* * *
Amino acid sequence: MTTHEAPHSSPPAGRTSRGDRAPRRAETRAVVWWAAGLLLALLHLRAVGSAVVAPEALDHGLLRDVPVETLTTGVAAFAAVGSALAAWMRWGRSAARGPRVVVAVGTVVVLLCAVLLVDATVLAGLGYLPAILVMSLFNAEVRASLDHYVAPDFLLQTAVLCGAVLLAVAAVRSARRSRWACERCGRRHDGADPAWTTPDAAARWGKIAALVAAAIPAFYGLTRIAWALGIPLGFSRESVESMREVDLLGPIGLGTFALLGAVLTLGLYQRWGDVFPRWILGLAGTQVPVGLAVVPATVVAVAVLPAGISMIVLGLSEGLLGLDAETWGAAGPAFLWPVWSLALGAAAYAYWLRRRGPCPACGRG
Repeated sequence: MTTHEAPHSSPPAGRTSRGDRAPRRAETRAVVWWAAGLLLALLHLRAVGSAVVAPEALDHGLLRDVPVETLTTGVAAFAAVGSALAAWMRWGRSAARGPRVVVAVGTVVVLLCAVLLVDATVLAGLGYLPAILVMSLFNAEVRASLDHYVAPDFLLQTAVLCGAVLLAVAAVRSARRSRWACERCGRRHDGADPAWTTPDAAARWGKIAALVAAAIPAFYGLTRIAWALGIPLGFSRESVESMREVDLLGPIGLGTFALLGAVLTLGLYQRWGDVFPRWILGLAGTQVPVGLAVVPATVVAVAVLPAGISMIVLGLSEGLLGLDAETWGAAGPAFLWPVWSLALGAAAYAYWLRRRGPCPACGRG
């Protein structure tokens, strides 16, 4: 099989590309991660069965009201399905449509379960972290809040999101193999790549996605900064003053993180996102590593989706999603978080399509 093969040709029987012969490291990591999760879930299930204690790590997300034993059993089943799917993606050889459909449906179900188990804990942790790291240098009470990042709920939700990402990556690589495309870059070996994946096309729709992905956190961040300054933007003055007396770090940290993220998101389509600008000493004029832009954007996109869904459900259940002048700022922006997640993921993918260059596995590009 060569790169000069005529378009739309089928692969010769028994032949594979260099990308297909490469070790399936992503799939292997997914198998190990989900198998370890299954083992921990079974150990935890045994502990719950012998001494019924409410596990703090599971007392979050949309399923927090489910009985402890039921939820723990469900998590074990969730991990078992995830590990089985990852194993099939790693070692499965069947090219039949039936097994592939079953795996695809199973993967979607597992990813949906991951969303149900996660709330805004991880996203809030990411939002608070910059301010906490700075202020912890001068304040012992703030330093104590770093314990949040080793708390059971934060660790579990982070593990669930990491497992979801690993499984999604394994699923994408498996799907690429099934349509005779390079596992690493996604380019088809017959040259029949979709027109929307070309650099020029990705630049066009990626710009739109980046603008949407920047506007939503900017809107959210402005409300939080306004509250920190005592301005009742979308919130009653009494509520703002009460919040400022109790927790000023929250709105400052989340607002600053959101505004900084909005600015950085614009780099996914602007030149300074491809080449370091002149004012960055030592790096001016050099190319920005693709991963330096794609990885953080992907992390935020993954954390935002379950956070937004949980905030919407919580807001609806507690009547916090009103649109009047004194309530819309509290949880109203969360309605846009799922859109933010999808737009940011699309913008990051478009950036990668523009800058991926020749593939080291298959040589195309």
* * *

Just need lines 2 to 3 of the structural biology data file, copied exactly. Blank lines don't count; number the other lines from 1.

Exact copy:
Repeated sequence: MTTHEAPHSSPPAGRTSRGDRAPRRAETRAVVWWAAGLLLALLHLRAVGSAVVAPEALDHGLLRDVPVETLTTGVAAFAAVGSALAAWMRWGRSAARGPRVVVAVGTVVVLLCAVLLVDATVLAGLGYLPAILVMSLFNAEVRASLDHYVAPDFLLQTAVLCGAVLLAVAAVRSARRSRWACERCGRRHDGADPAWTTPDAAARWGKIAALVAAAIPAFYGLTRIAWALGIPLGFSRESVESMREVDLLGPIGLGTFALLGAVLTLGLYQRWGDVFPRWILGLAGTQVPVGLAVVPATVVAVAVLPAGISMIVLGLSEGLLGLDAETWGAAGPAFLWPVWSLALGAAAYAYWLRRRGPCPACGRG
């Protein structure tokens, strides 16, 4: 099989590309991660069965009201399905449509379960972290809040999101193999790549996605900064003053993180996102590593989706999603978080399509 093969040709029987012969490291990591999760879930299930204690790590997300034993059993089943799917993606050889459909449906179900188990804990942790790291240098009470990042709920939700990402990556690589495309870059070996994946096309729709992905956190961040300054933007003055007396770090940290993220998101389509600008000493004029832009954007996109869904459900259940002048700022922006997640993921993918260059596995590009 060569790169000069005529378009739309089928692969010769028994032949594979260099990308297909490469070790399936992503799939292997997914198998190990989900198998370890299954083992921990079974150990935890045994502990719950012998001494019924409410596990703090599971007392979050949309399923927090489910009985402890039921939820723990469900998590074990969730991990078992995830590990089985990852194993099939790693070692499965069947090219039949039936097994592939079953795996695809199973993967979607597992990813949906991951969303149900996660709330805004991880996203809030990411939002608070910059301010906490700075202020912890001068304040012992703030330093104590770093314990949040080793708390059971934060660790579990982070593990669930990491497992979801690993499984999604394994699923994408498996799907690429099934349509005779390079596992690493996604380019088809017959040259029949979709027109929307070309650099020029990705630049066009990626710009739109980046603008949407920047506007939503900017809107959210402005409300939080306004509250920190005592301005009742979308919130009653009494509520703002009460919040400022109790927790000023929250709105400052989340607002600053959101505004900084909005600015950085614009780099996914602007030149300074491809080449370091002149004012960055030592790096001016050099190319920005693709991963330096794609990885953080992907992390935020993954954390935002379950956070937004949980905030919407919580807001609806507690009547916090009103649109009047004194309530819309509290949880109203969360309605846009799922859109933010999808737009940011699309913008990051478009950036990668523009800058991926020749593939080291298959040589195309």